The Dutch implementation of the Anti-Tax Avoidance Directive
From January 1, 2019, the Anti-Tax Avoidance Directive (2016/1164) (hereafter: ATAD) is implemented by all EU Member States and therefore its measures already impact the field of (inter)national taxation. This contribution is intended to be both a theoretical and practical application of the main features of the system provided by the ATAD, in particular in relation to the implementation of the measures into Dutch national law. The practical consequences of the Directive will be illustrated by several examples.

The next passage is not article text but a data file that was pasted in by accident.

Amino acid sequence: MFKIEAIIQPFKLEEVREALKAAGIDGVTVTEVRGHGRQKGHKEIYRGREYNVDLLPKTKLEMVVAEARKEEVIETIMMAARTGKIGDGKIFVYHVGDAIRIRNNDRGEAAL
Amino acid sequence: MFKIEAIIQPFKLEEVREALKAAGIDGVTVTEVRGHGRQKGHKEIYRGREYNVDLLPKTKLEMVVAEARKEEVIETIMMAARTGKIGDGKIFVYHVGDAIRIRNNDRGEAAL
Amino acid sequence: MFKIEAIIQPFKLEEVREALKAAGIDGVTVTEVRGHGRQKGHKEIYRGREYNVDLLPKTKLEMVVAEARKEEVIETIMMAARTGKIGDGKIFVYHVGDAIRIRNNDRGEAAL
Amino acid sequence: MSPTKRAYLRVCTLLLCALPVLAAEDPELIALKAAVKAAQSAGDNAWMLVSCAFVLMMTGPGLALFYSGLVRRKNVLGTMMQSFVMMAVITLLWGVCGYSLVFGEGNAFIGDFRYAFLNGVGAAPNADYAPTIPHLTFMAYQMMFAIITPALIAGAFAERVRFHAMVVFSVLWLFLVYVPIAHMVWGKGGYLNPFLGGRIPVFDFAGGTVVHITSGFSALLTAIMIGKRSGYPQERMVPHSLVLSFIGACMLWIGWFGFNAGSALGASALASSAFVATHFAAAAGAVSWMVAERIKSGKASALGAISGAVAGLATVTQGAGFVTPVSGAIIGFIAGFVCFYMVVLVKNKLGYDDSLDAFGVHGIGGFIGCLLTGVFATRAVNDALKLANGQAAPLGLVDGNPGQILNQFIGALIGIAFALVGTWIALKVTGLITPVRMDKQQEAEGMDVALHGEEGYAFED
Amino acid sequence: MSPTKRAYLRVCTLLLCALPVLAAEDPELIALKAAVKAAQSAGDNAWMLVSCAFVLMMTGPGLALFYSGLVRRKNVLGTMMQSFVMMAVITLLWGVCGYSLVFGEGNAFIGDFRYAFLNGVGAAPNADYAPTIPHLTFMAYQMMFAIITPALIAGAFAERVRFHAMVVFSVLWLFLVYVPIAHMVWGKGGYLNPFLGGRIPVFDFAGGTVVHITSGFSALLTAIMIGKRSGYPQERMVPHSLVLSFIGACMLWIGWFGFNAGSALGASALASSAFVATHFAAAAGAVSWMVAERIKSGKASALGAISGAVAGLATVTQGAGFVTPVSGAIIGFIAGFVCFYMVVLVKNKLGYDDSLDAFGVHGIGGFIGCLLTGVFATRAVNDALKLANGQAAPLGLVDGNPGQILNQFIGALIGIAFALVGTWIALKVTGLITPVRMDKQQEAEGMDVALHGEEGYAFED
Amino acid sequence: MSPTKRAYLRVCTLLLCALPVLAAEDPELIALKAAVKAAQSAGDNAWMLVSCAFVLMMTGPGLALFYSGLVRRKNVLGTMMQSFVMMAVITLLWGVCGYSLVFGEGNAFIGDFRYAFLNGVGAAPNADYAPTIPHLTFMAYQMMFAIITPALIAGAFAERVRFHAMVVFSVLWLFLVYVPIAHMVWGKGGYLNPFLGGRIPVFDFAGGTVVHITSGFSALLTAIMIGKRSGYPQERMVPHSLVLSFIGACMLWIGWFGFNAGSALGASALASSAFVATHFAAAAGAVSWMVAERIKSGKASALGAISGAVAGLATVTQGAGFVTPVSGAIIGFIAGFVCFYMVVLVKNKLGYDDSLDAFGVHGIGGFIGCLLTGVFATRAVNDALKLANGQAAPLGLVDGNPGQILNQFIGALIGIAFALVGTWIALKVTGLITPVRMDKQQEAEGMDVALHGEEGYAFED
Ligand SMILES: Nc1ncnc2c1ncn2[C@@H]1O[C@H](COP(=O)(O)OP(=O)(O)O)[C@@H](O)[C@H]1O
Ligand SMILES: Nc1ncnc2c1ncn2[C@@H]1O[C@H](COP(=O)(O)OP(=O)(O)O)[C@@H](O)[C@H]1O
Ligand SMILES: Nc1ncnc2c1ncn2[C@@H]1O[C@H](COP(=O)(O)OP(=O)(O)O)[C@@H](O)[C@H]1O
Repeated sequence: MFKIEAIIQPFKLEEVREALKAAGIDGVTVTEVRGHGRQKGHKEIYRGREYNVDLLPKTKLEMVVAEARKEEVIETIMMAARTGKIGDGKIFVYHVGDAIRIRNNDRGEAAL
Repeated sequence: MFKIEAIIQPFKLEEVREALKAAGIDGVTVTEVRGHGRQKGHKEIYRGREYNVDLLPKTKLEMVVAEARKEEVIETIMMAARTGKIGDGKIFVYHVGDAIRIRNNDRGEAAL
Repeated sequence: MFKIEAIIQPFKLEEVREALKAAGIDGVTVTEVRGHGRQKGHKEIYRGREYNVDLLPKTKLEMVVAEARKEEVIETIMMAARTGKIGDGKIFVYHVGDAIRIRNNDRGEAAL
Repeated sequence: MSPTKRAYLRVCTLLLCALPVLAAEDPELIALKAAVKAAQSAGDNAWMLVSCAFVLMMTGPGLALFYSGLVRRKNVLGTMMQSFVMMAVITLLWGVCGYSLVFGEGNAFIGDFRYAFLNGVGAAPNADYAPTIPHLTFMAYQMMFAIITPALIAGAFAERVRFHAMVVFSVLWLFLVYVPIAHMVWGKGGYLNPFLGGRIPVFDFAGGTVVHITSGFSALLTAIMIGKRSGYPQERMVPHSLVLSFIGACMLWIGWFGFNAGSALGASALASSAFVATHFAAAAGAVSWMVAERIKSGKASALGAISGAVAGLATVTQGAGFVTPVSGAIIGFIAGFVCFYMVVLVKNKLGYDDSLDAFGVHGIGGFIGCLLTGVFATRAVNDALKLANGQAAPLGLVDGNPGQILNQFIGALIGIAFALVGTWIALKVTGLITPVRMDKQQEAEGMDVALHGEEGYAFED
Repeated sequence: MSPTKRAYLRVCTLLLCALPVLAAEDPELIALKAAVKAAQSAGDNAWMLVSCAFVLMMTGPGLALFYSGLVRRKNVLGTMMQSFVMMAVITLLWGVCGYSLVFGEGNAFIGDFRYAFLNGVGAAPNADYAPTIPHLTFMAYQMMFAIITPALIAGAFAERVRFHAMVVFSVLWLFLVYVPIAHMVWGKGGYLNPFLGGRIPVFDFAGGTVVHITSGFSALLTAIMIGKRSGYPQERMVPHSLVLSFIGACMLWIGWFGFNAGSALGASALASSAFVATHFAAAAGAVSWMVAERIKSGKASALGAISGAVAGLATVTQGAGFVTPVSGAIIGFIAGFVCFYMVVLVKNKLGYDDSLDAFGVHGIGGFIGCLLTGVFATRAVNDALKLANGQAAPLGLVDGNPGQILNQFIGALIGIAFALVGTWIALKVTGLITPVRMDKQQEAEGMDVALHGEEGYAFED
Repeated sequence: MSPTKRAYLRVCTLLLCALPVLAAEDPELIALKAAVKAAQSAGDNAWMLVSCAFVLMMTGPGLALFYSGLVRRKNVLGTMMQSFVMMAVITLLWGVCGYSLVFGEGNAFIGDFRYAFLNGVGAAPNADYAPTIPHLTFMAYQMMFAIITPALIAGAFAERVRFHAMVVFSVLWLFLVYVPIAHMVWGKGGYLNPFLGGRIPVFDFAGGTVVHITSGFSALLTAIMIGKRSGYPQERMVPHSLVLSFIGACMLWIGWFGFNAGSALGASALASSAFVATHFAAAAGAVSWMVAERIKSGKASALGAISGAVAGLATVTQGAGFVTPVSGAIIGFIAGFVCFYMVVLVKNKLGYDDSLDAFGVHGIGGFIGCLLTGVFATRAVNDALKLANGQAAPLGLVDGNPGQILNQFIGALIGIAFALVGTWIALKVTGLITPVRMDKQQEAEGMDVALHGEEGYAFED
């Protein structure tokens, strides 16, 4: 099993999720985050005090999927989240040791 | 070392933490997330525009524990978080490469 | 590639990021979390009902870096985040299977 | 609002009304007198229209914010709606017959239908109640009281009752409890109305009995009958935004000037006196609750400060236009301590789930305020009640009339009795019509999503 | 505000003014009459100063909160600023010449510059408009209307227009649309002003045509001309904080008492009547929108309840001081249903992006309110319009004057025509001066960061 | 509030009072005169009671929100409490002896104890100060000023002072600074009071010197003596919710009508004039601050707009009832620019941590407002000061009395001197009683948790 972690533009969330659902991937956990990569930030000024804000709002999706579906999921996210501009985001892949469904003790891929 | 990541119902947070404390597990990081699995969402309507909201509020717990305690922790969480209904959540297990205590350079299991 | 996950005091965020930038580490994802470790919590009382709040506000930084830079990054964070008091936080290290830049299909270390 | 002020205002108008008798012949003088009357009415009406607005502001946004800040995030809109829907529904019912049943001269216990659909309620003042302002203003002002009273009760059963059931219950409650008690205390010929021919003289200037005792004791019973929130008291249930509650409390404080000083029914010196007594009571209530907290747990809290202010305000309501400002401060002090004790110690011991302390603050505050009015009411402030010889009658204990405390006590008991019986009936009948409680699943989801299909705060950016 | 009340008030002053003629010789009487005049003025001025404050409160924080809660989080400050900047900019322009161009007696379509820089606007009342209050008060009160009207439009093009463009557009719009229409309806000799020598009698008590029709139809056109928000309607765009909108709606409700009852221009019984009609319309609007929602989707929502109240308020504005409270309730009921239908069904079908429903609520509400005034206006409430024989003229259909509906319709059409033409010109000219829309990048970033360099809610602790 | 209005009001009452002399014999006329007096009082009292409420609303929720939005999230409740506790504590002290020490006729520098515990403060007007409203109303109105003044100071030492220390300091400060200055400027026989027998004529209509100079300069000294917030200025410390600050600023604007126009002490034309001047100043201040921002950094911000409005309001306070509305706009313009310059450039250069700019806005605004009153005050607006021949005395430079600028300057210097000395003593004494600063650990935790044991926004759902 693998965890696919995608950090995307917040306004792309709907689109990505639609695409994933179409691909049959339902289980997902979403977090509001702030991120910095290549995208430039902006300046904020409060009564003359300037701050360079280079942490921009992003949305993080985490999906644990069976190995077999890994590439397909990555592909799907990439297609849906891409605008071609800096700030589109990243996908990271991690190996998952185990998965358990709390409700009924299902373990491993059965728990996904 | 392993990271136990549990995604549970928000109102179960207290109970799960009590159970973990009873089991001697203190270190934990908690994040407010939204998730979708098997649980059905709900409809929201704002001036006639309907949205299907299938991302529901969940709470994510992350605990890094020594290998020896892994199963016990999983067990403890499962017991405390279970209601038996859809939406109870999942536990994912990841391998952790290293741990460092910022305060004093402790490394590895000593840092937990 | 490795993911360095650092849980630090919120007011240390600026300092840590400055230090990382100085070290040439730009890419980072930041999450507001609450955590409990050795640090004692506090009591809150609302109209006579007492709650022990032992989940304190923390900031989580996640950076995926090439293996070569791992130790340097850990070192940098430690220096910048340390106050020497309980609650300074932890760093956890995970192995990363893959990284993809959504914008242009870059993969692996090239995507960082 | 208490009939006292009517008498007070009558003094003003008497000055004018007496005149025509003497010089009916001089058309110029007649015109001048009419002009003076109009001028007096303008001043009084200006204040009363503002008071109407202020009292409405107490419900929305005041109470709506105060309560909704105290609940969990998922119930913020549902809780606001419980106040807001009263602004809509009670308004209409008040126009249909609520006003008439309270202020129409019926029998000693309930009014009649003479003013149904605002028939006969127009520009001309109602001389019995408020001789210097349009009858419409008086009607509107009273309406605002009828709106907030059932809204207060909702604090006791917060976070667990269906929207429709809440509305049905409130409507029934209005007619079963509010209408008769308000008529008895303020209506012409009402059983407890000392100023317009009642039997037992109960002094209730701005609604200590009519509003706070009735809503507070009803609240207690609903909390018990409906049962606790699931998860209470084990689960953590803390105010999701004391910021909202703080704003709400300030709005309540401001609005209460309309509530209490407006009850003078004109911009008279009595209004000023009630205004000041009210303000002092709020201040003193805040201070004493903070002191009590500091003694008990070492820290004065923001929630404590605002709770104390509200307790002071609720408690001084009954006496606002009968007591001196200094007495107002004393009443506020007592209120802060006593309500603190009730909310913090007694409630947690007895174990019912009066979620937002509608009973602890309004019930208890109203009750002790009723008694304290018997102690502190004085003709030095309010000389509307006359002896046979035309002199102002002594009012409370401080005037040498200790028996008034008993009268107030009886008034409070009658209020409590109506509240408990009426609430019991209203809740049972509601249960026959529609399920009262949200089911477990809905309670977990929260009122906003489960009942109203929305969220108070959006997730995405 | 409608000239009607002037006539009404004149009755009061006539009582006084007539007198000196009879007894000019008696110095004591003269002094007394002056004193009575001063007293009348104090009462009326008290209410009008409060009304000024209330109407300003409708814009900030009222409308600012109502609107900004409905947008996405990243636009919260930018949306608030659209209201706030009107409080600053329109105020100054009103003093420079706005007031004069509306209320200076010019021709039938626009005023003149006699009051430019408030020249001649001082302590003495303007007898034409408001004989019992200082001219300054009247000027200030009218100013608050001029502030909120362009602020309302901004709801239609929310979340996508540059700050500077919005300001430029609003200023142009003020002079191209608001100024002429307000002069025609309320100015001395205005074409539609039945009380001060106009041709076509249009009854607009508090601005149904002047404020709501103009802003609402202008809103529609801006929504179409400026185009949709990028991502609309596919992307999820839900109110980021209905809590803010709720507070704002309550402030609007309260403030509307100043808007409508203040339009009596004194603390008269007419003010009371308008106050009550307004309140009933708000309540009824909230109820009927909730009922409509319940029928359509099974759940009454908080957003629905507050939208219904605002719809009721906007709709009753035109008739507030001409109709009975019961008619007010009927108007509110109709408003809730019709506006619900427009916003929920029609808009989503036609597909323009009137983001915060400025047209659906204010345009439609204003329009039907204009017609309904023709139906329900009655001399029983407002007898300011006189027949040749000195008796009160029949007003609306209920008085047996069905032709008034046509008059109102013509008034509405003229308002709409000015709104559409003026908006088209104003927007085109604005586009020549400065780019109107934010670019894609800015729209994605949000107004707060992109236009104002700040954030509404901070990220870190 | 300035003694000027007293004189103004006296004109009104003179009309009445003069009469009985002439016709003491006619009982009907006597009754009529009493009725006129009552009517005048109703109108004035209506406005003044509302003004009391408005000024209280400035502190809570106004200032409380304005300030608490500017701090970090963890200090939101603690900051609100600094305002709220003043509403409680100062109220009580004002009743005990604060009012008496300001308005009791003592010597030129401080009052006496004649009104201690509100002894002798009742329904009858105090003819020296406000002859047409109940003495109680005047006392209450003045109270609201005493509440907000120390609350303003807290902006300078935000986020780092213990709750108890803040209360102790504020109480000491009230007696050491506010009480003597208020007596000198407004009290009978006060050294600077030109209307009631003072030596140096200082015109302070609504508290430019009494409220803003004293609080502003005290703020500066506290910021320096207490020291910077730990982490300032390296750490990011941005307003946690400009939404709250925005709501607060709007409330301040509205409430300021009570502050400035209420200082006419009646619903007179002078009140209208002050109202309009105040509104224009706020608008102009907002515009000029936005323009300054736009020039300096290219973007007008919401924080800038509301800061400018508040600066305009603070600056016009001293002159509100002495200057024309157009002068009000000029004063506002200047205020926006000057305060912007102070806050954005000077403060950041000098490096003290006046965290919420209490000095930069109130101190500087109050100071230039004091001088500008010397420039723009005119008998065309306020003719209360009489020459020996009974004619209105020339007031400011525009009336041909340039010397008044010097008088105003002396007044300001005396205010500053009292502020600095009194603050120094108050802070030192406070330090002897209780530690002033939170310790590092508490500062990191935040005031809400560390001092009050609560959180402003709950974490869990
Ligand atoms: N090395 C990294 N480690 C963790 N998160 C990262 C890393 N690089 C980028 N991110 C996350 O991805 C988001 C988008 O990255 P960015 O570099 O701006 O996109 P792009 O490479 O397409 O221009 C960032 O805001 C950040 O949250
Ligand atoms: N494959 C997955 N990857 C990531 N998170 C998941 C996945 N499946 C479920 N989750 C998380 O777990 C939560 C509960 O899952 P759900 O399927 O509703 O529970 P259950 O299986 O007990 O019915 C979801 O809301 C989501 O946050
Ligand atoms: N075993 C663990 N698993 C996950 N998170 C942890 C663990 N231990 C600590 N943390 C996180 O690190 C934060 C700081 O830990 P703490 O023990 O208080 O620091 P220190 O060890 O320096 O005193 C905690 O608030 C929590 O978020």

15 Mar. '19
The ATAD represents a turning point in the history of EU tax legislation. It sets out a framework and minimum implementation requirements for the Member States in order to cope with tax avoidance practices that, according to its title, ‘directly affect the functioning of the internal market’. The ATAD contains five measures which will all be discussed in this blog (in the same order as set out in the Directive), even though the Netherlands only adopts three of the five measures. The five measures are the following:
- interest limitation rule;
- exit taxation rule;
- general anti-avoidance rule;
- Controlled-Foreign-Company rules; and
- the provisions on hybrid mismatches.